Webmaker's Notes


HTML Layout and Design:
Elf Sternberg
Java and Javascript Programming:
Elf Sternberg
Perl CGI Programming:
Elf Sternberg
C++ CGI Programming:
Elf Sternberg
Photography, Home Page:
Tal Greywolf
Digital Photo Editing and Header Artwork:
Elf Sternberg
Aimee, The Journal Entries, Other tales, and the Home Page:
Elf Sternberg
Your Rights and the Police:
The American Civil Liberties Union
The alt.sex FAQ:
The alt.sex Cabal, 1993


This restoration of my 1994 - 1997 website took about 20 hours of work, all told. I had to learn a lot about grids, since one of my main reasons for doing this was to master the CSS grid and its various ins and outs.

The changes since 1994 are obvious and everywhere: I'm no longer using transparent gifs to push content around and provide margins and spacing, the Journal Entries clock is now Javascript instead of a Java plug-in, the layout is entirely controlled by CSS and I've had to hide items and reduce margins when looking at it on a phone.

You might notice, if you read the structure of the site in its entirety, that there's a lot of repetition. I rebuilt each section (the home page, alt.sex, your rights, the hanky code) individually, and then merged them back into the project as-is, so there's some duplication. I may make the effort to undo it, but I don't know how much that effort would be worth.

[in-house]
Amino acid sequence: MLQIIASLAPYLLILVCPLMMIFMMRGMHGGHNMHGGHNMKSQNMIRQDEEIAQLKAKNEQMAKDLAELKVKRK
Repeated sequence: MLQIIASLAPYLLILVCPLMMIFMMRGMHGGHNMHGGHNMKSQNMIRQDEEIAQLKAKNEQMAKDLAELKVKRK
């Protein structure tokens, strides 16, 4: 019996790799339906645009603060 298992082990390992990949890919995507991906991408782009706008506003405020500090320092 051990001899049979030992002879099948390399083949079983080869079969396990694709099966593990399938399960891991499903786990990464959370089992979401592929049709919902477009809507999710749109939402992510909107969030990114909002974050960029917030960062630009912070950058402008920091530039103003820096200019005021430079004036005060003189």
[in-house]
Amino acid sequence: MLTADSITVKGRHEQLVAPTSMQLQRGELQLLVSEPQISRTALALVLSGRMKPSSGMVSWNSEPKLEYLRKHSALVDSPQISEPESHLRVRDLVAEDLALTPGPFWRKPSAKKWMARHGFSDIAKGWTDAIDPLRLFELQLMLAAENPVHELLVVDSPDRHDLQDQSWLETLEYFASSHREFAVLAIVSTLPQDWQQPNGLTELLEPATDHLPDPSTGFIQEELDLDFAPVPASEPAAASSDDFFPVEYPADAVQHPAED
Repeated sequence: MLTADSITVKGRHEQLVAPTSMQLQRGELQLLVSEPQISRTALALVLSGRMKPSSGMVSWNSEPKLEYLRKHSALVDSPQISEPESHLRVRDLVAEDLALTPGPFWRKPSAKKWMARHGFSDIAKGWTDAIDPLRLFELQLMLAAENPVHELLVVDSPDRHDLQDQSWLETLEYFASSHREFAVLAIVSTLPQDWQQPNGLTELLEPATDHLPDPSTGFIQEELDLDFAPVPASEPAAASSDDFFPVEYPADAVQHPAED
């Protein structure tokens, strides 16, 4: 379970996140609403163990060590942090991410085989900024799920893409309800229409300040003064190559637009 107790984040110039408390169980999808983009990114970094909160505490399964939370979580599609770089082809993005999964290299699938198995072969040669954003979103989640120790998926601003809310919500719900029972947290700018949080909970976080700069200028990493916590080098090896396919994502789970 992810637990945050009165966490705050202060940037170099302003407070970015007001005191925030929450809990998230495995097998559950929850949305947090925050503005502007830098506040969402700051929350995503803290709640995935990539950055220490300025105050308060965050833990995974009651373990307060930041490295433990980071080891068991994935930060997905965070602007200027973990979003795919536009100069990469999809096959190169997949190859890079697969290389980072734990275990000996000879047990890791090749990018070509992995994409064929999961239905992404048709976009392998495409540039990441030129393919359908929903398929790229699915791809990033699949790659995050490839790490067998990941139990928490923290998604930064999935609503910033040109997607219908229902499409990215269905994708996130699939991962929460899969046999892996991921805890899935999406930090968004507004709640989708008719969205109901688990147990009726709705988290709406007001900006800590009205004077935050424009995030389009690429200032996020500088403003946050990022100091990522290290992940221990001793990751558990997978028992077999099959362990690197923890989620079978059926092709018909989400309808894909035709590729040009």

One thing I have learned about this project is that DRY (Don't Repeat Yourself) isn't all it's made out to be when working in the web space. I know Django (and by extension Ninja and therefore Tera, the templating engine I use) try hard to make build web pages in a component-oriented fashion, completely DRY, but I find the {{block}} structure erases too much context; I prefer to use scaffolds, layouts, and DAMP: Distinct and Meaningful Parts. Each root template looks like an HTML page, there are just {{ include }} blocks here and there to pull in functionality from the outside world. To me, this felt more comfortable than having a block hanging out in space with a note saying "This replaces the same-named block in the parent object." Building out of parts is what we've been doing since we played with LEGOs, and it felt more natural.

Created: October 14, 1994 by Elf M. Sternberg